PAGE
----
When the feces eventually leave the transverse colon, the peristaltic action carries them through the descending colon and finally into the sigmoid flexure where they remain stored until their presence excites a desire for expulsion. When this takes place the peristaltic action in this particular part of the intestine is again set into motion and this, coupled with the aid of the diaphragm and the muscles of the abdominal wall, forces the feces into the rectum, past the external ring of voluntary sphincter muscles and out through the anus.

When food in excessive quantity is taken, its stay in the intestine is prolonged. This gives the many bacteria which can be found here an opportunity to work and, as a result, either fermentation or putrefaction take place. Though this is bad enough, the excess food leads to excess fat which in turn places a great deal of extra work on the kidneys. How important this is is apparent at once when we learn that the kidneys are responsible for maintaining the normal composition of the blood, not only in regards to sugar and salts, but also in respect to the nitrogenous wastes.

Excess fat in the abdominal region and any displacement of the viscera (visceroptosis) also tend to slow up or impede the movement of the feces in the large intestine. Besides allowing fermentation or putrefaction to take place this causes a bulking of the feces and places an extra strain upon the muscular walls of the intestines. When the circular muscles are stretched beyond their normal limits they tend to lose their tonicity and with it their contractibility. Consequently, the peristaltic action, which is so all-important in moving the feces, is greatly weakened and we have a general slowing down of this part of the waste-eliminating process. As with excessive eating, this leads to an abnormal degree of fermentation and putrefaction with well-known detrimental results.

In addition to all this, flabbiness of the abdominal muscles, whether or not accompanied by obesity and visceroptosis, has a two-fold detrimental effect. The abdominal muscles are of importance in the movement of the feces and in the act of final evacuation. When these muscles are weak, the above mentioned actions are considerably slowed down and again we have bulking, fermentation and putrefaction. Finally, the normal everyday actions of the abdominal muscles are also important to internal health for through these the internal organs receive a thorough-going daily massage. Where the abdominal muscles are weak and flabby this beneficial toning up effect is greatly reduced and there is a tendency toward what might well be called visceral sluggishness.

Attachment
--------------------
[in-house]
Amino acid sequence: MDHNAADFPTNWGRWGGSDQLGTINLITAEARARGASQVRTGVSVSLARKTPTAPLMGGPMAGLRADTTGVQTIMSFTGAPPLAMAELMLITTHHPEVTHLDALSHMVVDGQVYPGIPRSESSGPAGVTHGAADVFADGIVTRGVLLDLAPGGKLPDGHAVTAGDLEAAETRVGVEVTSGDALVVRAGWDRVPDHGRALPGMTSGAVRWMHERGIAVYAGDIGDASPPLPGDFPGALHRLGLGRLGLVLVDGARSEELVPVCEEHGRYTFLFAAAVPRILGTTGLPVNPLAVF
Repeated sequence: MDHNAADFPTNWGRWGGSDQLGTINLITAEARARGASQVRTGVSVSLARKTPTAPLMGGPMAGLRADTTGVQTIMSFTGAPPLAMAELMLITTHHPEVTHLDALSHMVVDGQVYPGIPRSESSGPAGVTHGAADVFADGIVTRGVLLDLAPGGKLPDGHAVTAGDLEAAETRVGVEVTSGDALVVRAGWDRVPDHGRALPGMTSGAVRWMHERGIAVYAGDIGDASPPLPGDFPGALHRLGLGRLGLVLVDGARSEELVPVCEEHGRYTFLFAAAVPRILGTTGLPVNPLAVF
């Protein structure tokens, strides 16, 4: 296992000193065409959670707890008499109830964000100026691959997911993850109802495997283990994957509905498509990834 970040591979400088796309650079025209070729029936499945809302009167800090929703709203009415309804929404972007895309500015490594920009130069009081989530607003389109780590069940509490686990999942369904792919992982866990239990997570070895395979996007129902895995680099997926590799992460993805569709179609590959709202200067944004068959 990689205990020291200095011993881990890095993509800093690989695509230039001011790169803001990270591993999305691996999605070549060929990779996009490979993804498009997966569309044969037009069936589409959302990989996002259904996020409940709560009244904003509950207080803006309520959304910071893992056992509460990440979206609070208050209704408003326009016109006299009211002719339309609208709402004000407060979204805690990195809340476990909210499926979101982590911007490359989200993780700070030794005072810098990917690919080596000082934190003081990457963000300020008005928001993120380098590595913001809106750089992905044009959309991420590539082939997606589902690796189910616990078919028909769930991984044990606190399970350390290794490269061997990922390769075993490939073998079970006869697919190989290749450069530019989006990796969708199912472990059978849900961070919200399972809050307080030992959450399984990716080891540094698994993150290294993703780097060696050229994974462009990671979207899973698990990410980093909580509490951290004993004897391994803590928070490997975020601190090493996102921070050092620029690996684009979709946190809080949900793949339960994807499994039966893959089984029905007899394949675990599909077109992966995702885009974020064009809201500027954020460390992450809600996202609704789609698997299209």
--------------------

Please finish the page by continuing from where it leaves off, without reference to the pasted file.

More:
Among the lesser evils associated with visceroptosis, sagging abdominal walls, and obesity in the abdominal region is a postural condition which might be called functional lordosis. This is, in effect, a hyperextension in the lumbar region, in simpler words an increased inward curve of the spine in the hollow of the back, together with an increased tilt of the pelvis. In some rare cases this condition is the result of a definite structural defect, but in the cases which we are considering it is merely an artificially assumed position which has certain compensatory advantages. This in visceroptosis and abdominal obesity, we have excess frontal weight which tends to throw the sufferer out of his accustomed balance. To compensate for this he leans further back, with the result that he not only increases his lumbar curve but develops a duck-like waddle in his walk. Where the abdominal walls are sagging there is not only a tendency toward an increase in the tilt of the pelvis but also a tendency for the individual to lean backwards thus tightening his abdominal walls by simply stretching them to a point where they actually feel taut. This simply adds to the artificially exaggerated curve in the lumbar region and in no way strengthens the abdominal walls.

By now even the most skeptical individual ought to be convinced that the abdominal region is truly the cornerstone of physical fitness. However, lest even the slightest doubt to this effect be entertained, we present a few conclusive facts culled from statements emanating from the Unites States Public Health Service: "There is a great excess of mortality among overweight persons, whatever the age. Heart disease deaths among persons over 45 years of age who are 50 pounds overweight are 18% higher than those of normal weight. Kidney disease deaths take the heaviest toll of persons 50 pounds or more overweight irrespective of age. Cerebral hemorrhage or apoplexy occurs much more frequently among those who are overweight." In support of this we have the following statement from the Metropolitan Life Insurance Company: "It's an unfortunate fact that excessive fat places a great deal of extra work on the heart, kidneys, and lungs; work from which there is no relief." That is why overweight can be a threat to health. Figures show that people over 45 who are 20% overweight have a death rate 50% above average.

From the above facts and those which preceded them, it can be readily seen that not only health and physical fitness but even life itself may depend to a great degree upon our desire and ability to fend off the related evils of obesity, sagging abdominal muscles and visceroptosis.